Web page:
Is “Grexit” really off the table?
The ugly little term is shorthand for “Greek exit” from the euro zone. A year ago, it seemed inevitable. Now almost everyone – euro zone political leaders, economists, executives, central bankers – say it’s unthinkable. Greece’s second bailout package is in place and the worst is over for the economy. The time, and need, to reprint the old drachma has passed.
Not so fast. While the economic case against Grexit can be made, the political case works for it. Once again, Greece is in the middle of a political crisis that is destabilizing the coalition government of Prime Minister Antonis Samaras. Talk of election is again rife. If the government falls, economic reform and tax collection could easily stall and Germany, the biggest single sovereign sponsor of Greece’s, may lose patience.
The risk for Greece is Germany cutting it adrift. That would not necessarily guarantee Greece’s exit from the euro zone; it would make it much harder for Greece to stay put. We know already that Germany is massively frustrated by the Greek pain-in-the-euro factor. In an interview carried by the Greek newspaper Kathimerini English on Wednesday, Jean-Claude Juncker, the former chairman of the euro group of finance ministers, said: “When I was here last August, everyone believed Greece might have to exit the euro area. Some member states of the euro area wouldn’t have been against this prospect” (It is believed Mr. Juncker resigned because he disagreed with Germany’s tough stance on Greece, an allegation he does not deny).
Greece’s political crisis was triggered early last week, when Mr. Samaras, with no notice and apparently no consultation with his two coalition partners, pulled the pug on ERT, the national broadcaster, ending the jobs of about 2,700 employees (a new, slimmed down ERT is to replace it, but when this will happen is an open question). The coalition partners, Pasok and Democratic Left, flew into a rage about the brutal austerity move even though all parties had generally agreed that ERT was bloated, corrupt and way too expensive.
Since then, the three coalition parties, led by Mr. Samara’s centre-right New Democracy, have been holding talks to repair their rift. As of Thursday, the feeling in the streets of Athens is that the talks could go either way, even though the two smaller coalition partners have low popularity ratings and could not win an election. But the desire to punish Mr. Samaras by forcing an election that could deny him a majority, or result in the election of the popular radical left coalition, Syriza, which almost won the 2012 general election, should not be discounted.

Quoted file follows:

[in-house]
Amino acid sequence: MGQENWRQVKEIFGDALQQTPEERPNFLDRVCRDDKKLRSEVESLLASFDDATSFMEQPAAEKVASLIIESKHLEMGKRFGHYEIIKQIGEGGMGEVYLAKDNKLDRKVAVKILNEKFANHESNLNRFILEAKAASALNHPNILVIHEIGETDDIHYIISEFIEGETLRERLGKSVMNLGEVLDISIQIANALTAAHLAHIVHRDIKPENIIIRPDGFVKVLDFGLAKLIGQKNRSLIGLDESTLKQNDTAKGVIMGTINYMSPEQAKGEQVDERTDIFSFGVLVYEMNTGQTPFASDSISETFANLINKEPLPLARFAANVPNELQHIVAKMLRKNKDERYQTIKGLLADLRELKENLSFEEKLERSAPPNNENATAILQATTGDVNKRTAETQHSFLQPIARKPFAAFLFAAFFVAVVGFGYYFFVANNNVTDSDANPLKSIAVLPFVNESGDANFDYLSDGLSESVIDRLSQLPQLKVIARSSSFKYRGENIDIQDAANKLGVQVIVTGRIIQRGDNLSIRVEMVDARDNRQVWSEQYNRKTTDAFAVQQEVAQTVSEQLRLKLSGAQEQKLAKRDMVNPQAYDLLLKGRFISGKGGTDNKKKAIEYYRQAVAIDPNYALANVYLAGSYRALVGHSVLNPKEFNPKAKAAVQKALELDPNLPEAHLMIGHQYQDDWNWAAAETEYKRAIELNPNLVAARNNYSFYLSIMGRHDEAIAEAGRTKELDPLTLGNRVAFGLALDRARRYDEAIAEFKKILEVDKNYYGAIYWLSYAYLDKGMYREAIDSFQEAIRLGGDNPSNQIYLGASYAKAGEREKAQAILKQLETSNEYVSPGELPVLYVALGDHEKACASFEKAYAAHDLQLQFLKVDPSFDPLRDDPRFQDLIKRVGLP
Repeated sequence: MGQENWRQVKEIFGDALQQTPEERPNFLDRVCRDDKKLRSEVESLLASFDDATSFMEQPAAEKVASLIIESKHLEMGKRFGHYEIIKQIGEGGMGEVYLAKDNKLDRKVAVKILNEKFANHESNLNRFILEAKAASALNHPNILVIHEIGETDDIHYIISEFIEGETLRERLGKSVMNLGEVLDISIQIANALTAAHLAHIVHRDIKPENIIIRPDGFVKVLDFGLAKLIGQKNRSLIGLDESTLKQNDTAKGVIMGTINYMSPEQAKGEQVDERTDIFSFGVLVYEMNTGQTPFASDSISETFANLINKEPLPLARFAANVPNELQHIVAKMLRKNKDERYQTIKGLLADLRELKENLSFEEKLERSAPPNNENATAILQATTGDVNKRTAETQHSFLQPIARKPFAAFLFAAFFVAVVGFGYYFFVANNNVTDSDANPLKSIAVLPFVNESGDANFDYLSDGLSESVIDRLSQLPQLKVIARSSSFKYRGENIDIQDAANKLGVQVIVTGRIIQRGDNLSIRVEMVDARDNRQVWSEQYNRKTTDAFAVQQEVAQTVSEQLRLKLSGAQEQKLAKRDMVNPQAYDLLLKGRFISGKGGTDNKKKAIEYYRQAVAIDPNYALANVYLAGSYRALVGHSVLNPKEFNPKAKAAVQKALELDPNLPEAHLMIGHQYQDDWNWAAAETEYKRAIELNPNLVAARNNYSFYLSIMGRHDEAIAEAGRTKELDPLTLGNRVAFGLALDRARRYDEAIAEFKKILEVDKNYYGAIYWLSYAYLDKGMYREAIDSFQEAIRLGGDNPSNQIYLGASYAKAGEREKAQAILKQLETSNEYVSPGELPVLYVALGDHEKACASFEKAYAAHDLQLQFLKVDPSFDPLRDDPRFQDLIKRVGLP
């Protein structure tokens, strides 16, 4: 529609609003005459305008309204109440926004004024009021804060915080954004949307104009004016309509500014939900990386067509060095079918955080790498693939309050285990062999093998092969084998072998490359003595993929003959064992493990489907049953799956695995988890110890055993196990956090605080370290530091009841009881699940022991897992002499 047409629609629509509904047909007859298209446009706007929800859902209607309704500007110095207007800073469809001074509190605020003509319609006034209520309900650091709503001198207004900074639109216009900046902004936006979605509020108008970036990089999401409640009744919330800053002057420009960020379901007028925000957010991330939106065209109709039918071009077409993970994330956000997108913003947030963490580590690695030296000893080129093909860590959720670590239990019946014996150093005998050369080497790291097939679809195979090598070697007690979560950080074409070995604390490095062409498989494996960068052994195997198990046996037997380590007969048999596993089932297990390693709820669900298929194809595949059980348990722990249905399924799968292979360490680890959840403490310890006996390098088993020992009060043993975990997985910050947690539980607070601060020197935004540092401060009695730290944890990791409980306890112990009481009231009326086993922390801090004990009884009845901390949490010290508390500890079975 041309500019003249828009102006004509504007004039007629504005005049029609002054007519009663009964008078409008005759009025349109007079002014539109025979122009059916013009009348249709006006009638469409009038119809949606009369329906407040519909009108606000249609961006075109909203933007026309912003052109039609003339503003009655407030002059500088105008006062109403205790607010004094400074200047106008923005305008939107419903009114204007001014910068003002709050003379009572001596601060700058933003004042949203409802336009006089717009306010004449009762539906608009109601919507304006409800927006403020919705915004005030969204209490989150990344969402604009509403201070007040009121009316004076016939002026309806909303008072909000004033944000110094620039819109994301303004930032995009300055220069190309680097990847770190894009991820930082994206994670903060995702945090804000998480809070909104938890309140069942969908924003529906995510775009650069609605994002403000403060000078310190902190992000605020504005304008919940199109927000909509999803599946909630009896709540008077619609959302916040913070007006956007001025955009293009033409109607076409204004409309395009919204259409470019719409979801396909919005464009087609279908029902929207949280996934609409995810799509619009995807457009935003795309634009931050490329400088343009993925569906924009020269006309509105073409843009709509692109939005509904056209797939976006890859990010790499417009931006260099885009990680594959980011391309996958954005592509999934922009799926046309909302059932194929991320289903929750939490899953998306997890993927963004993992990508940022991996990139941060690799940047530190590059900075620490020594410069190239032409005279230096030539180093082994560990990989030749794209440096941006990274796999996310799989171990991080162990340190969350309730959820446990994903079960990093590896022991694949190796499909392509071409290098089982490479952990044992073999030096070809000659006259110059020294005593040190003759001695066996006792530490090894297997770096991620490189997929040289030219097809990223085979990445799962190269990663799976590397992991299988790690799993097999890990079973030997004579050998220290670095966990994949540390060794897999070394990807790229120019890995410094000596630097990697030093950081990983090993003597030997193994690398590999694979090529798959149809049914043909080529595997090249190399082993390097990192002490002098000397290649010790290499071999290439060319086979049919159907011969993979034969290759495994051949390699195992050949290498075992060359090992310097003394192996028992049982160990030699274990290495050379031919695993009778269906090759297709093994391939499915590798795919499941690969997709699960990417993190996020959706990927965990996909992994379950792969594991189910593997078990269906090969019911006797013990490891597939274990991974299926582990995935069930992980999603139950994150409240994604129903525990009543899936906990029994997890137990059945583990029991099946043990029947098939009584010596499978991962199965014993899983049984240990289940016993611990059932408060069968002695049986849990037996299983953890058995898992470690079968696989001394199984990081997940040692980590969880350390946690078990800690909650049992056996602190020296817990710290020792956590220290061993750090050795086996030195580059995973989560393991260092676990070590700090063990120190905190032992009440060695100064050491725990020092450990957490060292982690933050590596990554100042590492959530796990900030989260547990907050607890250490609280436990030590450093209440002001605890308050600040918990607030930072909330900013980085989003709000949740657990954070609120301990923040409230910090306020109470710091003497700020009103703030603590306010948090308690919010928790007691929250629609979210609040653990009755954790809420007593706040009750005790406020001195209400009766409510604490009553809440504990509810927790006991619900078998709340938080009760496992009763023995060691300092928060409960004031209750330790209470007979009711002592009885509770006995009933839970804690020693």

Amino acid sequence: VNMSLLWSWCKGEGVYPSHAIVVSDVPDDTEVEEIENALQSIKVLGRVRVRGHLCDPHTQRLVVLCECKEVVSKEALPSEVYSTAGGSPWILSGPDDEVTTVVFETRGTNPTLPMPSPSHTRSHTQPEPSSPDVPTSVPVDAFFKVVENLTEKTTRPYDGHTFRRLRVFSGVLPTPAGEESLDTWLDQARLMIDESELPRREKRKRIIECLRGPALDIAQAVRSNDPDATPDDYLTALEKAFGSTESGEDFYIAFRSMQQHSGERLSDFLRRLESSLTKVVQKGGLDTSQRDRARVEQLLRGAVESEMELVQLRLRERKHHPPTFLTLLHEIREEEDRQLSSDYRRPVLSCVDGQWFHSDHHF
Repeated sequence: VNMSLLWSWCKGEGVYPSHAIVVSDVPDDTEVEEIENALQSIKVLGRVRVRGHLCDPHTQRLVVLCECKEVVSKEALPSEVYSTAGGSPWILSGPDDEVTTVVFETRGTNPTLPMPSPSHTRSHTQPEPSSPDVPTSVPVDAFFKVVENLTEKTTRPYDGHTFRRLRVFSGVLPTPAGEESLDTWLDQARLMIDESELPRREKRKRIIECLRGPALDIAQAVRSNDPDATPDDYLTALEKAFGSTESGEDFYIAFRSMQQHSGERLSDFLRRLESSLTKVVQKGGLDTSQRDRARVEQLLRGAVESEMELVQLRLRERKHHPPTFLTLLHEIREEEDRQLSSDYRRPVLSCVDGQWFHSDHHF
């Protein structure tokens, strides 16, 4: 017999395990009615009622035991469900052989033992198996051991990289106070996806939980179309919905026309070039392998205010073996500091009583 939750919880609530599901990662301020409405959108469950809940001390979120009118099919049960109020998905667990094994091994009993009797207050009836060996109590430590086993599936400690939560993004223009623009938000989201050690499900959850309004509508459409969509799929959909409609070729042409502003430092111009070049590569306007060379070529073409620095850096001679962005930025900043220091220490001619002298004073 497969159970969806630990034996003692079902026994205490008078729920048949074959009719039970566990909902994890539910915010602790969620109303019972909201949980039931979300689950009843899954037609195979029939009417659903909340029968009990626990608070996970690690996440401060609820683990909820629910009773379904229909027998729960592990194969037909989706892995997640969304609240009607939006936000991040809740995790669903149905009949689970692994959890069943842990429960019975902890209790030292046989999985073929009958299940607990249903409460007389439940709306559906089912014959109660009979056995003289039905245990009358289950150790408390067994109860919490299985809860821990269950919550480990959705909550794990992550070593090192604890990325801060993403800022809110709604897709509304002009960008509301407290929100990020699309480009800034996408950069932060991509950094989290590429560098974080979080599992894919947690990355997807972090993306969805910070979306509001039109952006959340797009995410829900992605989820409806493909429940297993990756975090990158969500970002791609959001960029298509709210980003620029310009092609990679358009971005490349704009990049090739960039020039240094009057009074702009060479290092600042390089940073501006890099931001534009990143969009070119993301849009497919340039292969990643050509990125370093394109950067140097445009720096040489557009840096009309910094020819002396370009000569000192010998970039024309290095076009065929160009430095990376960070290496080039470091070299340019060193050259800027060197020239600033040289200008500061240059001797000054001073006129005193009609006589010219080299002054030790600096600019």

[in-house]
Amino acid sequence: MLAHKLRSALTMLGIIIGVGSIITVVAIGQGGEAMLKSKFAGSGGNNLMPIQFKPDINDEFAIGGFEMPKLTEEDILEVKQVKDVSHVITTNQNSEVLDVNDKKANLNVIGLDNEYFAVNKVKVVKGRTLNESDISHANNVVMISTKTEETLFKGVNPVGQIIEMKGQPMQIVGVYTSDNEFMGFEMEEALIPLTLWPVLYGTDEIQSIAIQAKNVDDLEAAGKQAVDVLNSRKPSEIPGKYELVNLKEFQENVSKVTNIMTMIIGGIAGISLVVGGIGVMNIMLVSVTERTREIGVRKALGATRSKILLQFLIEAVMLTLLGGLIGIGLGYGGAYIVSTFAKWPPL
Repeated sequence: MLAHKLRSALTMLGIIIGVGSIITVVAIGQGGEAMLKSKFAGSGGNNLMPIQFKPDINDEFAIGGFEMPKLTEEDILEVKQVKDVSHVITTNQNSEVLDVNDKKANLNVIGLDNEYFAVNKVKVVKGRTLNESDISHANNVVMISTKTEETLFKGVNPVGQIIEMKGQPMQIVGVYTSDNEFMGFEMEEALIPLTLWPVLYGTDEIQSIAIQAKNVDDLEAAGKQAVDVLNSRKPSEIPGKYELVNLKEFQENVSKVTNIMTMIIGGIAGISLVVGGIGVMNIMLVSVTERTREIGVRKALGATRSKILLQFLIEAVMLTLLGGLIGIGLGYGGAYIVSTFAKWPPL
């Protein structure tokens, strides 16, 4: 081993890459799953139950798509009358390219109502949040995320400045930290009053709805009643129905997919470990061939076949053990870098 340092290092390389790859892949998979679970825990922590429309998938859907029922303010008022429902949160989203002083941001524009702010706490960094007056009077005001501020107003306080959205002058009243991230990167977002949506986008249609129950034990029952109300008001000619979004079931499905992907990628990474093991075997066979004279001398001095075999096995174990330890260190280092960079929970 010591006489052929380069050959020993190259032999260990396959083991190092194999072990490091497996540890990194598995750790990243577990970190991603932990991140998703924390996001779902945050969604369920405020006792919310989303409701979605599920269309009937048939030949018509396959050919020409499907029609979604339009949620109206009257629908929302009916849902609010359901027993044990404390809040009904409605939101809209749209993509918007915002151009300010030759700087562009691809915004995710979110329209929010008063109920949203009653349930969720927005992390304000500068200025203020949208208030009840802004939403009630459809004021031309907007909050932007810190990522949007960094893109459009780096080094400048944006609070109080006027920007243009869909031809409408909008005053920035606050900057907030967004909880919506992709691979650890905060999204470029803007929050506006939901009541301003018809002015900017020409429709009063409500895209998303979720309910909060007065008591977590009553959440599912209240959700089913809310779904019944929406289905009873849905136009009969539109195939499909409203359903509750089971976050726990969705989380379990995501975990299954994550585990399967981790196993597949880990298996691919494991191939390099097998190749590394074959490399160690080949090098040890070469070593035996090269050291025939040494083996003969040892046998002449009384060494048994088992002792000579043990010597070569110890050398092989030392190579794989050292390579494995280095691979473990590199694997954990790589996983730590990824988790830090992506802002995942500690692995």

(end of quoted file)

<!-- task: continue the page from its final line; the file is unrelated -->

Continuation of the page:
In Canada or the United States or Britain, elections are more or less irrelevant to their government ministries. Taxes still get collected, essential services keep going. Not so in Greece, where ministry work slows down in the highly charged political atmosphere. Tax collection suffers and mass protests, sometimes strikes, can happen. The Greek finance ministry and the Bank of Greece fear that the disruption of an early election, and the possible, even likely, post-election chaos, where warring parties try to form a coalition government, will damage Greece’s economic reform program, trigger a slowdown in tax collection and greatly test the patience of Germany and the International Monetary Fund.
Remember, the height of the “Grexit” fears came late last spring, when the May election proved inconclusive, forcing a second election, in June, while bank depositors panicked and started to drain their savings accounts.
Greece does not need political chaos just as its economy appears on the verge of bottoming out and possibly rebounding. Most of the numbers are going in the right direction even though gross domestic product is expected to contract by about 4.7 per cent this year. The rate of quarterly contraction is falling, the trade deficit is coming down and, in the last two quarters, more people have been hired than fired. A political mess could easily wreck this upward moment.
What might Germany react to a Greek political meltdown? German chancellor Angela Merkel is unlikely to say or do anything before the German election in September – the last thing she needs is to open the prospect of Grexit as she is campaigning. But assuming she wins, should might be tempted to create a southern European policy that would, in effect, shift the focus away from sovereign bailouts – the fireman policy – though possibly encourage bank recapitalization through the European Stability Mechanism (ESM) fund. That would leave the struggling countries – Greece, Portugal, Spain, Italy – more or less on their own to seek their own salvation, or not.
Greece will need political stability and a government dedicated to economic reform if it is to survive within the euro zone. As of last week, the prospect of an enduring coalition government led by Mr. Samaras diminished substantially. Greece is playing with fire once again.